But is the green economy destroying other industries, leaving those workers unemployed and hurting the broader economic landscape? This issue played a role in Goldberg’s argument.

For instance, Barack Obama came into office insisting that Spain was beating the U.S. in the rush for green jobs. Never mind that in Spain — where unemployment is now at 21% — the green jobs boom has been a bust. One major 2009 study by researchers at King Juan Carlos University found that the country destroyed 2.2 jobs in other industries for every green job it created, and the Spanish government has spent more than half a million euros for each green job created since 2000. Wind industry jobs cost a cool $1 million euros apiece.

Then again, as Many Shades of Green points out, green companies have created new revenue streams for traditional occupations. Here’s Hsu's article again:  

Long-standing occupations such as electricians and machinery mechanics will have a new outlet through green jobs, according to the report. And new roles such as solar energy installation manager, chief sustainability officer and biofuels production manager could earn workers annual incomes well into the six figures.

All of which would seem to undermine Goldberg’s theory that green jobs are a con job. If only this latest report would get as much play as September's Solyndra drama.   


Will 'super PACs' ruin politics?

Germany, the Eurozone's reluctant driver

Does the Miramonte case argue for cameras in the classroom?

-- Alexandra Le Tellier

Photo: James Cahill of SolarCity, which installs thin film technology solar panels. Credit: Allen J. Schaben / Los Angeles Times

Going native at L.A. City Hall [Update]

City Hall lawn
It's been 2 1/2 months since the police rousted hundreds of stalwart  Occupy L.A. protesters from their City Hall encampment, and for all those weeks, the  beat-up grounds surrounding the seat of L.A. government have  been cordoned off, ringed by concrete barriers topped with chain link, awaiting The Decision: Which way will  the City Hall lawn go -- native or not?

In mid-November, before the eviction but after the grass was long gone, Emily Green, former Times staff writer and former Times Dry Garden columnist, weighed in with an Op-Ed. She called for a "test garden" that would "give City Hall a chance to walk its talk" about water conservation.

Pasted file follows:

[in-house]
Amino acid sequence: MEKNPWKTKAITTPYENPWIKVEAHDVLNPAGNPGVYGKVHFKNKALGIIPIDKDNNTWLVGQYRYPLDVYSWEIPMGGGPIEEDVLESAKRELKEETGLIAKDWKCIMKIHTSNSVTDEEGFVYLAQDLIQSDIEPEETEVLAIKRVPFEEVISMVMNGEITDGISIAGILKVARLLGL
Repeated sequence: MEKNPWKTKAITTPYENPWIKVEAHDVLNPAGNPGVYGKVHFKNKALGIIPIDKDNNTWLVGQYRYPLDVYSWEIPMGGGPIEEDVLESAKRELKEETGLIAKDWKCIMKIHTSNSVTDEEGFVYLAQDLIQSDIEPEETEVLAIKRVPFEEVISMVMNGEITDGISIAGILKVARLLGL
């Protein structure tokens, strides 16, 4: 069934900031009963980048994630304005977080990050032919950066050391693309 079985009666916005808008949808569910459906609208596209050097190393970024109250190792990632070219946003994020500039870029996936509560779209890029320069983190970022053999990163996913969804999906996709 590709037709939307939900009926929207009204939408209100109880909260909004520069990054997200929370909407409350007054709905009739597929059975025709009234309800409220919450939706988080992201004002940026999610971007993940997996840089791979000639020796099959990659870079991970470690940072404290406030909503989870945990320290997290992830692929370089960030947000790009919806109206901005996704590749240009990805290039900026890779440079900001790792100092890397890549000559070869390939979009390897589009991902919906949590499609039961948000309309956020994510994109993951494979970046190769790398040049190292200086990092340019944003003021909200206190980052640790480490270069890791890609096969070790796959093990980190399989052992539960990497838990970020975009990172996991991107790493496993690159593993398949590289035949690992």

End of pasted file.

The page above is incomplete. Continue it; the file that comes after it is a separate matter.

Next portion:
If felling the non-native figs around City Hall is a non-starter for sentimental reasons, we should at least be irrigating the magnificent old trees with drip instead of lawn sprinklers -- a move that would reduce trimming needs by slowing the trees' growth.
Even strategic use of turf could be preserved, though it should be the hardiest variety irrigated in the smartest ways requiring the least frequent grooming. Rather than lawn on the northeast side of City Hall (which has been wet enough in past years to grow mushrooms) and sweeping down the berm on the other flank, there should be hardy and fragrant natives that can survive with little water and no mowing or blowing.

Green got a lot of what she hoped for.  This week the City Council voted 14 to 0 for a Goldilocks design -- not too much grass, not too little grass, but something it thought was just right: a 51% reduction of turf, and plants such as succulents, salvias and California holly added. 

The Times news story, however, included a surprising fact: It will cost more to maintain this predominately native (and presumably low-water) landscape, not less -- $50,000 a year more. Green, who attended public discussions about what the new garden should look like, said in an interview: "The city and Rec and Parks have done an admirable thing, though it's not clear why it will cost more to maintain. In any event, that's not a message home gardeners should heed. Native plants are cheaper than turf."

To see for yourself, Green suggests checking out the online documentation of a sustainable versus  traditional experiment in Santa Monica: Garden/Garden.  On the website you can see demonstration landscapes for two side-by-side houses, peruse the plant lists, the water use and the amount of time and effort each requires.

Guess what? Sustainable wins hands down.

By May, we're promised, the experiment begins at City Hall.


Daum: Tiger Moms vs. 'Bébé' moms

McManus: Those mudslinging Republicans

Will more money buy an Alzheimer's cure?

--Susan Brenneman

Photo: The north lawn at Los Angeles City Hall is seen after crews cleared the tents of Occupy L.A. Credit: Los Angeles Times



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About the Bloggers
The Opinion L.A. blog is the work of Los Angeles Times Editorial Board membersNicholas Goldberg, Robert Greene, Carla Hall, Jon Healey, Sandra Hernandez, Karin Klein, Michael McGough, Jim Newton and Dan Turner. Columnists Patt Morrison and Doyle McManus also write for the blog, as do Letters editor Paul Thornton, copy chief Paul Whitefield and senior web producer Alexandra Le Tellier.